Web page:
Bring on Duddy Versus Lorenzo…Now!
19.03.07 - By John Way: This weekend, two of boxing’s hottest prospects triumphed in impressive fashion as "Irish" John Duddy and Giovanni Lorenzo both scored wins over solid competition on the same card. Duddy managed a unanimous decision over tough but limited contender Anthony Bonsante, while Lorenzo looked especially sharp, stopping Robert Kamya in three short rounds. A year ago when Duddy was a wicked hitting wrecking ball, a fight between these two would have been tabbed a mismatch.
Article posted on 19.03.2007
But in light of the Irishmen’s struggles in his last two fights, and Lorenzo’s recent improvement, this match has become practically even-money. Speaking of money, everyone involved in this fight would stand to earn a very pretty penny if Irish Ropes Promotions steps up and signs the contract. So why not? Even if Duddy has looked limited in his wins over Bonsante and Yory Boy Campas, he still has crunching power and an unlimited supply of grit, which is more than enough to succeed, with proper application. Irish Ropes Promotions realized this at the beginning of his career, and has done a commendable job in maneuvering him thus far.
After a positively sensation first round TKO win over Lenord Pierre on ESPN in his first televised fight, Duddy has kept his momentum going by beaten a solid variety of journeyman before facing off against Bonsante, who clearly represented the toughest test of his career. Easy wins over journeymen like Wilmer Mejia, Alfredo Cuevas, and Patrick Thompson helped to raise his profile, and, more importantly, his box office appeal.
Boxing is always looking for another superstar to bring to fans to the sport, and even if Duddy lacks the overall ability to become the next Oscar De La Hoya, his power and likeability promises fame at least on the level of Micky Ward. Also, appearing as the headliner of so many fight cards will provide him with an unanticipated competitive edge in composure. After so much pressure early in his career, the psychological strain of a world championship fight won’t be as much a mountain for him to climb as it is for other fighters.
On the other hand, Giovanni Lorenzo remains anonymous outside hardcore boxing circles. But everyone familiar with his past fights will explain loud and clear why he could very well be a top ten contender before the year is out. A first rate speed demon with some serious crunch in his punch, he commands respect on the basis of his skills, if not his accomplishments. A Dominican native, he has graciously accepted the praise of American boxing fans, and his well-spoken, even-tempered demeanor is sure to be a hit as he starts to get air time on the major fight networks.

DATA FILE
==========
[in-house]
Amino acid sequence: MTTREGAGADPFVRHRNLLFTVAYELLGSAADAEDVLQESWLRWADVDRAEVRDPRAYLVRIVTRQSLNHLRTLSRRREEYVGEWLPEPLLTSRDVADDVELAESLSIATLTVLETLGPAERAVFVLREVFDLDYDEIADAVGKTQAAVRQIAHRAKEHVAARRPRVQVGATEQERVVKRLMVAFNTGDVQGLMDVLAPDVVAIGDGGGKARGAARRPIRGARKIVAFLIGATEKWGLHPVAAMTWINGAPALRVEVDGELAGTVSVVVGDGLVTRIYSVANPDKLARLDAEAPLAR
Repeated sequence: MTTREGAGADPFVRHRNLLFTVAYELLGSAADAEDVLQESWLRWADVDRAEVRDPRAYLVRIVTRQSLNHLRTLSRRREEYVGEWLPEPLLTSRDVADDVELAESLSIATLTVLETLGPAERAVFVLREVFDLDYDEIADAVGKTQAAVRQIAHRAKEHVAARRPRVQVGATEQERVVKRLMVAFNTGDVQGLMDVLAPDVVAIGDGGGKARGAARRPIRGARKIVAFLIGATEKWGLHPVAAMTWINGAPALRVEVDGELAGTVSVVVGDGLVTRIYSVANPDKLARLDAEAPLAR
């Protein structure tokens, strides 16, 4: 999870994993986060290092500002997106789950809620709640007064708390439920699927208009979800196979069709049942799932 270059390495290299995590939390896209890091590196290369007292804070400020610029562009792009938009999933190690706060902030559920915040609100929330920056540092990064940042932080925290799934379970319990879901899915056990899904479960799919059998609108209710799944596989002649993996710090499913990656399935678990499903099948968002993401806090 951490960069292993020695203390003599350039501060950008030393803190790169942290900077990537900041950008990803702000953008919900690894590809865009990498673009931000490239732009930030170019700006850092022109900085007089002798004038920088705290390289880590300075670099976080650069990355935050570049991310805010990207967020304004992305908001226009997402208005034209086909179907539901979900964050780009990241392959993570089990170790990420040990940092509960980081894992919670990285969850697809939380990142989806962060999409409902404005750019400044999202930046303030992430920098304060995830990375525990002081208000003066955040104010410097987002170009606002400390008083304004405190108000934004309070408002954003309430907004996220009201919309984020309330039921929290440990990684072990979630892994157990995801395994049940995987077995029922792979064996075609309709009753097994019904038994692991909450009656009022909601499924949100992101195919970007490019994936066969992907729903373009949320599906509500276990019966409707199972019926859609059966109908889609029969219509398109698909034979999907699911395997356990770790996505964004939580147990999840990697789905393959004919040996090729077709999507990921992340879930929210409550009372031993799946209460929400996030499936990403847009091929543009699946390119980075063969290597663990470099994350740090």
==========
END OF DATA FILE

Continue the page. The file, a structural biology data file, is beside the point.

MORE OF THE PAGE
Indeed, praise is something Lorenzo should get used to in the years to come. Drawing comparisons with the great rock and roll super group Cream, he is known for his wild and wooly feats in his live performances. Much like the legendary power trio, Lorenzo is a constant innovator, always experimenting with punching angles and other factors. When he’s not potshoting his opponents from long range he is a menacing, swaggering stalker, using lethal impromptu combination punching to come out on top. So who has faster hands: Eric Clapton or Lorenzo? In his seven round war with fellow prospect, Archek Termeliksatian, Lorenzo stood in the trenches with his Armenian foe, negating his own crucial advantages in hand and foot speed. As result, he caught punch after punch full gong before cranking up the volume and forcing an eventual surrender from Termeliksatian, much to the delight of the crowd.
After being caught hard in the early goings of his 2006 fight with Byron Mackie, he employed a similar plan before knocking the Canadian out in the 6th round. He has also whipped Dennis Sharpe and Clarence Taylor. But the win over Kamya revealed crucial newfound maturity in Lorenzo’s approach to the sweet science. In a fight that should have represented the toughest test of his career by far, he boxed crisply when he could, and slugged when he needed to, before stopping his tough opponent with an accumulation of hard punches late in the third round. It was thrilling exhibition of speed, skill, and power. Boxing writers have been looking for the perfect man to bring out the best in these two prospects. We’ve found the solution! The style of each
man compliments that of the other: Lorenzo would jump in with riveting combinations from the outside, fighting in spurts while Duddy would apply relentless, rocked-chinned aggression, coming in behind sinking body clouts. Who would win such a fight is anyone’s guess, so let’s sign up Duddy versus Lorenzo on ShoBox for May 2007!
Comments and question are welcome below.
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